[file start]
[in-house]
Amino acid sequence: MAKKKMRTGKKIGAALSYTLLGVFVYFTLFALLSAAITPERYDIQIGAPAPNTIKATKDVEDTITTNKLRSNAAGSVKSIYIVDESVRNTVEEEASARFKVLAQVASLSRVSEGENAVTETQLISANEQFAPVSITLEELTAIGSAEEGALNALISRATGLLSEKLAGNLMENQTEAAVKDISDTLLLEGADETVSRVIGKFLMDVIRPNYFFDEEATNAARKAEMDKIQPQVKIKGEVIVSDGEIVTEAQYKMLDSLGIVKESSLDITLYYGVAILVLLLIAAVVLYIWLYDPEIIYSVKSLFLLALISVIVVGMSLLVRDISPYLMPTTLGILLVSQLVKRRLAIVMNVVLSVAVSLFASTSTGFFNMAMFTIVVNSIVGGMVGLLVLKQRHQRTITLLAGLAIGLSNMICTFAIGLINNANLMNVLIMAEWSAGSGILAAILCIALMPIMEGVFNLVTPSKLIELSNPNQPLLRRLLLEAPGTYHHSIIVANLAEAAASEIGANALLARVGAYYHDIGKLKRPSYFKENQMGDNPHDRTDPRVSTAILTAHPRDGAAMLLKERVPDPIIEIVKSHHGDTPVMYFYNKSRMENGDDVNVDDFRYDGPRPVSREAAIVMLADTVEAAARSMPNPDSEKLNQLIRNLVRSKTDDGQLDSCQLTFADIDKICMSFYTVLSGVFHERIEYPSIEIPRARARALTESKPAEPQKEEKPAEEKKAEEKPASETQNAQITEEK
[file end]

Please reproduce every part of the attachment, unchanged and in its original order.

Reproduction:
[in-house]
Amino acid sequence: MAKKKMRTGKKIGAALSYTLLGVFVYFTLFALLSAAITPERYDIQIGAPAPNTIKATKDVEDTITTNKLRSNAAGSVKSIYIVDESVRNTVEEEASARFKVLAQVASLSRVSEGENAVTETQLISANEQFAPVSITLEELTAIGSAEEGALNALISRATGLLSEKLAGNLMENQTEAAVKDISDTLLLEGADETVSRVIGKFLMDVIRPNYFFDEEATNAARKAEMDKIQPQVKIKGEVIVSDGEIVTEAQYKMLDSLGIVKESSLDITLYYGVAILVLLLIAAVVLYIWLYDPEIIYSVKSLFLLALISVIVVGMSLLVRDISPYLMPTTLGILLVSQLVKRRLAIVMNVVLSVAVSLFASTSTGFFNMAMFTIVVNSIVGGMVGLLVLKQRHQRTITLLAGLAIGLSNMICTFAIGLINNANLMNVLIMAEWSAGSGILAAILCIALMPIMEGVFNLVTPSKLIELSNPNQPLLRRLLLEAPGTYHHSIIVANLAEAAASEIGANALLARVGAYYHDIGKLKRPSYFKENQMGDNPHDRTDPRVSTAILTAHPRDGAAMLLKERVPDPIIEIVKSHHGDTPVMYFYNKSRMENGDDVNVDDFRYDGPRPVSREAAIVMLADTVEAAARSMPNPDSEKLNQLIRNLVRSKTDDGQLDSCQLTFADIDKICMSFYTVLSGVFHERIEYPSIEIPRARARALTESKPAEPQKEEKPAEEKKAEEKPASETQNAQITEEK